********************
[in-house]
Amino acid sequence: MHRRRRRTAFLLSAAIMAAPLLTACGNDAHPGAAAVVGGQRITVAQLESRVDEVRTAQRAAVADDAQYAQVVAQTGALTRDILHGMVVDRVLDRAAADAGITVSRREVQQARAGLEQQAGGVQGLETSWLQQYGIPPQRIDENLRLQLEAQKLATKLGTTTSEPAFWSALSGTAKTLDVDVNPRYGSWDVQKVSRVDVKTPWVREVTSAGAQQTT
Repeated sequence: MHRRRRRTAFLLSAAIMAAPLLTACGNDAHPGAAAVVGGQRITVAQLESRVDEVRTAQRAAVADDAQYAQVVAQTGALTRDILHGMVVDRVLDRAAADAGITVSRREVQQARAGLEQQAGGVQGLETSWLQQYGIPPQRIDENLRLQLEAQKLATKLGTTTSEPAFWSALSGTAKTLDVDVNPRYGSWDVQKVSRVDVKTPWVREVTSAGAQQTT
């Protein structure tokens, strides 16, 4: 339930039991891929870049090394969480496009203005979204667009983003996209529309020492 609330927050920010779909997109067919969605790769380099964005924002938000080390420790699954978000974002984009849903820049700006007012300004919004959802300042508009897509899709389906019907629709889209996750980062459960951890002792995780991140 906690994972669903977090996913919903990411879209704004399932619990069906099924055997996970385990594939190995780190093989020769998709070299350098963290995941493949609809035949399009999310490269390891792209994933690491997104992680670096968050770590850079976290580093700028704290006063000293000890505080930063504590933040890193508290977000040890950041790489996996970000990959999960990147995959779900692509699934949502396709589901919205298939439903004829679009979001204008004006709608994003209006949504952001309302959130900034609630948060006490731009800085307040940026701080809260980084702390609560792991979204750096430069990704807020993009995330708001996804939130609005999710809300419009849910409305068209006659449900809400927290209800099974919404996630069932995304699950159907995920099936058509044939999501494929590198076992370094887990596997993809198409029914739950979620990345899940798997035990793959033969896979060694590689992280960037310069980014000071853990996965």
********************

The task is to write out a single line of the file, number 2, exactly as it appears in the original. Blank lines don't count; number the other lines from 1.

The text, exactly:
Amino acid sequence: MHRRRRRTAFLLSAAIMAAPLLTACGNDAHPGAAAVVGGQRITVAQLESRVDEVRTAQRAAVADDAQYAQVVAQTGALTRDILHGMVVDRVLDRAAADAGITVSRREVQQARAGLEQQAGGVQGLETSWLQQYGIPPQRIDENLRLQLEAQKLATKLGTTTSEPAFWSALSGTAKTLDVDVNPRYGSWDVQKVSRVDVKTPWVREVTSAGAQQTT